It's probably safe to say there have been few congressmen in the same league as James Traficant.
The Democrat from Poland, Ohio, known for his bluster, bad haircut and ill-fitting suits along with minutelong speeches to an empty chamber that ended with "beam me up," will make what is expected to be his last, 30-minute stand before his peers Wednesday as he fights expulsion a scant week before he is scheduled to be sentenced in federal court in Cleveland.
Traficant was convicted in April on federal racketeering and other charges for accepting bribes and kickbacks. The congressman, who is not a lawyer, defended himself, railing against U.S. District Judge Lesley Wells for being unfair because she would not allow him to present everything he wanted to present to the jury.
During his presentation to the House Committee on Standards of Official Conduct, such legal limits were not imposed and Traficant made the most of it. Alas, it did not stop the ethics panel from voting unanimously for his ouster and recommending the full House do the same.
And Traficant plans to make the House do it. He has sworn he will not resign and plans to campaign for re-election as an independent in a redrawn district -- even if it's from a prison cell. He hopes to become the first congressman to serve his term from prison.
"I can run," he said. "I can operate and function as effectively as any member of Congress behind bars. I will take with me a file, a chisel, a knife. I'll try and get some major explosives, try and fight my way out."
Apparently his continued protestations of innocence are making headway -- at least at home.
One of the jurors who voted to convict Traficant told the Cleveland Plain Dealer during the weekend he's changed his mind about the congressman's guilt.
"I know it's after the fact, but now I believe that there's no doubt that the government was out to get him and if they want you, they'll find enough evidence to make you believe that the Earth is flat," Leo Glaser of Independence, Ohio, told the newspaper.
What convinced Glaser were remarks by Richard Detore, a Virginia executive who goes on trial for allegedly bribing Traficant. Detore did not testify at Traficant's trial, but last week told the ethics committee he never tried to bribe Traficant and Assistant U.S. Attorney Craig Morford urged him to fabricate something. Morford has denied any improper conduct.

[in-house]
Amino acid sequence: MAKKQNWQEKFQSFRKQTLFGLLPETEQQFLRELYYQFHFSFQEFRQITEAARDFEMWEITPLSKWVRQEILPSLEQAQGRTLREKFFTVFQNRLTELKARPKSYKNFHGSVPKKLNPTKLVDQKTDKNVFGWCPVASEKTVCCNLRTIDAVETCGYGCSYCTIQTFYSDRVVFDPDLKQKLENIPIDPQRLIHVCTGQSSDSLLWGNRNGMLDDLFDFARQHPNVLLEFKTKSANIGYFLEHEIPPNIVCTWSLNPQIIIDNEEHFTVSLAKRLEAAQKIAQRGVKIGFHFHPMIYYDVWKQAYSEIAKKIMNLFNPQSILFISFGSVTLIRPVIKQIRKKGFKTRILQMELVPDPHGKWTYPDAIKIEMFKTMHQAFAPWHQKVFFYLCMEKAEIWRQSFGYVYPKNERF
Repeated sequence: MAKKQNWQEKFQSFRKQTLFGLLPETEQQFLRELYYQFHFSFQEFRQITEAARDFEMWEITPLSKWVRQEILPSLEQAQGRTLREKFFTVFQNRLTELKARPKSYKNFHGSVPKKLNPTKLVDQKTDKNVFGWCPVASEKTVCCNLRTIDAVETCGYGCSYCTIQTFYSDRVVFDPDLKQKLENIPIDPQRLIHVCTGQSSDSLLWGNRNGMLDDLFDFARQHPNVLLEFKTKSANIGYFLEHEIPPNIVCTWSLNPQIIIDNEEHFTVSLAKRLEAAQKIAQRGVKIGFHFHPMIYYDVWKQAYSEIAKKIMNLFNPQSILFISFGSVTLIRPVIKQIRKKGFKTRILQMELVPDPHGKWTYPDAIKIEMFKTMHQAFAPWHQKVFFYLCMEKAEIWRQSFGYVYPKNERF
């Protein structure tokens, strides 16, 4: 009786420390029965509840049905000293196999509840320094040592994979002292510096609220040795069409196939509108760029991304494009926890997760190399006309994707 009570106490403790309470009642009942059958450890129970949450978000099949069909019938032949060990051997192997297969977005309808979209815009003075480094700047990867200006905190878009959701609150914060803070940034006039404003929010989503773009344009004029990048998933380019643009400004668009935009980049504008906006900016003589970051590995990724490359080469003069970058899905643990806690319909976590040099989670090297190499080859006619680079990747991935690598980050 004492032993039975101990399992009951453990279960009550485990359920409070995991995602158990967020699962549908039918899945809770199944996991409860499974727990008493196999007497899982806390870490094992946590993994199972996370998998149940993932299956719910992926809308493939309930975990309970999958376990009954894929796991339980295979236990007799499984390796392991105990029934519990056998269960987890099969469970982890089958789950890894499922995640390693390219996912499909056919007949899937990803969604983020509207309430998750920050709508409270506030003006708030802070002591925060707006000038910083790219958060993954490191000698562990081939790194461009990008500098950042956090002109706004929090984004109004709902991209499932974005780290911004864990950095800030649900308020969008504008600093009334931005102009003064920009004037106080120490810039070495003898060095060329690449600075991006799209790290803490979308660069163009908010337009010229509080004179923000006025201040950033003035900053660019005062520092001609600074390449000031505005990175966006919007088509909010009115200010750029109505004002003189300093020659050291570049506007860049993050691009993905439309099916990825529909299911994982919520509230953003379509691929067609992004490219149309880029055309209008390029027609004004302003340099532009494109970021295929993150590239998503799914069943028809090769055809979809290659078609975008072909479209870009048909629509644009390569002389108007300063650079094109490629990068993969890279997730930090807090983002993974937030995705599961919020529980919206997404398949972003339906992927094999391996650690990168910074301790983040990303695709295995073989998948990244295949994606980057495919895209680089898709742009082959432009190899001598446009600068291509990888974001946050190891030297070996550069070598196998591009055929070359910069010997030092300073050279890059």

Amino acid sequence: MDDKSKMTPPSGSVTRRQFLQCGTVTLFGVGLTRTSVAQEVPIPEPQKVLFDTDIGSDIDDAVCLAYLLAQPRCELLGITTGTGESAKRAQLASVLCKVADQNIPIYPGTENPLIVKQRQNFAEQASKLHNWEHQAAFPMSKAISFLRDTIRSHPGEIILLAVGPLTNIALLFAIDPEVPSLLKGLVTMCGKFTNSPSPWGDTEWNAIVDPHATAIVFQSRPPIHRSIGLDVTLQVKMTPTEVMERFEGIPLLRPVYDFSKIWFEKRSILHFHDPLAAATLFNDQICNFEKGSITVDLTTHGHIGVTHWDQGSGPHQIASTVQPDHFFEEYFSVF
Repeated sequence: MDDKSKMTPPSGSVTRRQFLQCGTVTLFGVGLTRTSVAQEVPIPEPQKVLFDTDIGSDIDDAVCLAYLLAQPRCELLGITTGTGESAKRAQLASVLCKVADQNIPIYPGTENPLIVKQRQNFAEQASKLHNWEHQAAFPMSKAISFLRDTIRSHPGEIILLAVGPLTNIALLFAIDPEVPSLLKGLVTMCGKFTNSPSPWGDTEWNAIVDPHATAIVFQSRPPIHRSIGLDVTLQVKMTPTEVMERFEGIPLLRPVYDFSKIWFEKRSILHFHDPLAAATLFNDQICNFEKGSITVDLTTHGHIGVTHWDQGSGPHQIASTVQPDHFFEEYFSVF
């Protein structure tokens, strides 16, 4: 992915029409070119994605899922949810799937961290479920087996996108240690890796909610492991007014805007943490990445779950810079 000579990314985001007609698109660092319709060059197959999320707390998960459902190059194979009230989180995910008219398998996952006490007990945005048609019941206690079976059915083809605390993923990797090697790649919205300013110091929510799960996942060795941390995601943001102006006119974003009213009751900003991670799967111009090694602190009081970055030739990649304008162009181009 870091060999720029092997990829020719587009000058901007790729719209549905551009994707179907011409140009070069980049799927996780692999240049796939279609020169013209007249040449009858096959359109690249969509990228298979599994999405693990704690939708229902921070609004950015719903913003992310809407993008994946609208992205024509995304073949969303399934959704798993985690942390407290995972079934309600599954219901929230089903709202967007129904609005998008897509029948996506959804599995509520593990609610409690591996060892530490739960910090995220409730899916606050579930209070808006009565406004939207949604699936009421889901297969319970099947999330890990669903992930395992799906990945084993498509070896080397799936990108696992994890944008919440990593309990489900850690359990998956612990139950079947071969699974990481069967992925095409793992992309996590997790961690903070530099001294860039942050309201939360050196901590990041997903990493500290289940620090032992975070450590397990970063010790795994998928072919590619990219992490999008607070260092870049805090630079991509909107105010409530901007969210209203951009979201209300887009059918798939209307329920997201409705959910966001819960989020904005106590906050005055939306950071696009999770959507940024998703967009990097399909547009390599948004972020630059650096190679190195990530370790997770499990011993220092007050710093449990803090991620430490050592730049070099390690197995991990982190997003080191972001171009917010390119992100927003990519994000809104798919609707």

Traficant, the 61-year-old son of a truck driver, has spent 18 years in Congress, first elected on a wave of support following his 1983 acquittal on charges of accepting $163,000 in bribes from organized crime figures in Cleveland and Pittsburgh. At the time, Traficant was sheriff of Mahoning County and argued he was conducting his own undercover investigation.
Since then, Traficant has said, he has been the target of federal investigators and it is unlikely he will go gently into the night.
"I'm sure as hell not resigning because there was never any intent to break the law," he said.
Last week, Traficant accused the ethics panel of conducting a witch hunt and mooned its members -- flipping up his suit coat but leaving his trousers up.
Congressmen don't like to have to discipline a colleague and if he is expelled, Traficant will be only the second since the Civil War -- only the fifth since the birth of the republic. The last expulsion was in 1980 -- that of Rep. Michael "Ozzie" Myers, D-Pa., who was involved in the Abscam scandal and caught on tape accepting money from what he thought was an Arab sheik. The other three were expelled for traitorous conduct during the Civil War. Other congressmen who were convicted of crimes simply resigned rather than face expulsion.
Expulsion will require 290 votes of 435 -- two-thirds of the Representatives in Congress. Rep. Barney Frank, D-Mass., said he would be surprised if there are 10 votes against Traficant's expulsion.
"When I walk on the floor for the final execution, I'll wear a denim suit," Traficant said. "I'll walk in there like Willie Nelson, John Wayne, Will Smith, Men in Black, James Brown. Maybe do a Michael Jackson moonwalk."